The hobo spider, Tegenaria agrestis, is a species introduced to the Pacific Northwest from Europe. For a time, this species was assigned the unfortunate common name of "aggressive house spider", which has now been changed back to its original name. The hobo spider was first identified in the Seattle area in the 1930's. By 1968, the spider could be found in other areas of Washington and in parts of Oregon and Idaho. The hobo spider is of importance because of its ability to cause necrotic spider bites similar to those of the brown recluse spider.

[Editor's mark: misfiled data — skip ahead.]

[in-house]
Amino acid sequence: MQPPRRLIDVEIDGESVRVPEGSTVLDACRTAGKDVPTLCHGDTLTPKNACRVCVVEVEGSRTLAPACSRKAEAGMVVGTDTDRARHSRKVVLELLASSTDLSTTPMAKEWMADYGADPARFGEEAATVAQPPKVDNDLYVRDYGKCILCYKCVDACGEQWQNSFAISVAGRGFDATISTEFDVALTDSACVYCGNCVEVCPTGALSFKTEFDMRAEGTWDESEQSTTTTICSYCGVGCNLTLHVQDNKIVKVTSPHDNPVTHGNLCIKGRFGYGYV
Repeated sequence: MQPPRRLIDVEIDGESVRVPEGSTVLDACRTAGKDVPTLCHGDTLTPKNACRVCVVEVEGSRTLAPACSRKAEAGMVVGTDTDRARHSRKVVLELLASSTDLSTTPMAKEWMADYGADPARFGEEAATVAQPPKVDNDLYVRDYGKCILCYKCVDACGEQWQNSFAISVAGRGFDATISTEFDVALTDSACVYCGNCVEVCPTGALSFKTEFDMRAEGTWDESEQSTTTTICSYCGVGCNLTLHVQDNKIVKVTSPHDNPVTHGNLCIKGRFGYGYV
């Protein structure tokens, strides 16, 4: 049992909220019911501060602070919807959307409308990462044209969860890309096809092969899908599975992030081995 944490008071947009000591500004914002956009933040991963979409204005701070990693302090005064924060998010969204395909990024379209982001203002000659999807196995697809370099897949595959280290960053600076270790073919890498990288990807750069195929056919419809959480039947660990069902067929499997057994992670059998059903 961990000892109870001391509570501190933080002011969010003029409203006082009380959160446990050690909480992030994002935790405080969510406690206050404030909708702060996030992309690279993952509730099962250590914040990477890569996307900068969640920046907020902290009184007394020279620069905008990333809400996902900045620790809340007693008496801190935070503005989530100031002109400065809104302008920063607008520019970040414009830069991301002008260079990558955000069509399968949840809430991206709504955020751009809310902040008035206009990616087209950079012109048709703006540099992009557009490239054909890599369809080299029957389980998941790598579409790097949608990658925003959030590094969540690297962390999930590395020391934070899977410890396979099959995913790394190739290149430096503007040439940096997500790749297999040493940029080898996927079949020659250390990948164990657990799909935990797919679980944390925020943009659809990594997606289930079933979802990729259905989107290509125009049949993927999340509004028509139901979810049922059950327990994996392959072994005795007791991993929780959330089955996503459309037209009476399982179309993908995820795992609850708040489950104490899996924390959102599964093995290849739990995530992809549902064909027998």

The hobo spider is a member of the funnel-web spider family Agelenidae. Funnel-web spiders are long-legged, swift-running spiders that build funnel or tube-shaped retreats. The hobo spider runs at an average speed of about 0.45 meters (17 inches) per second, with a maximum speed of about 1.1 meters (40 inches) per second. The hobo spider has a brown cephalothorax (the front portion to which the legs are attached) and brown legs, with darker markings on the cephalothorax. The abdomen has a distinctive pattern of yellowish markings on a grayish back ground, although this pattern can be difficult to discern without the aid of a microscope or hand lens. The pattern is generally more discernible in immature specimens. Unlike many other similar-looking spiders, hobo spiders do not have darker bands (like multiple arm bands) on their legs. Spiders with such banding can be assumed not to be hobo spiders.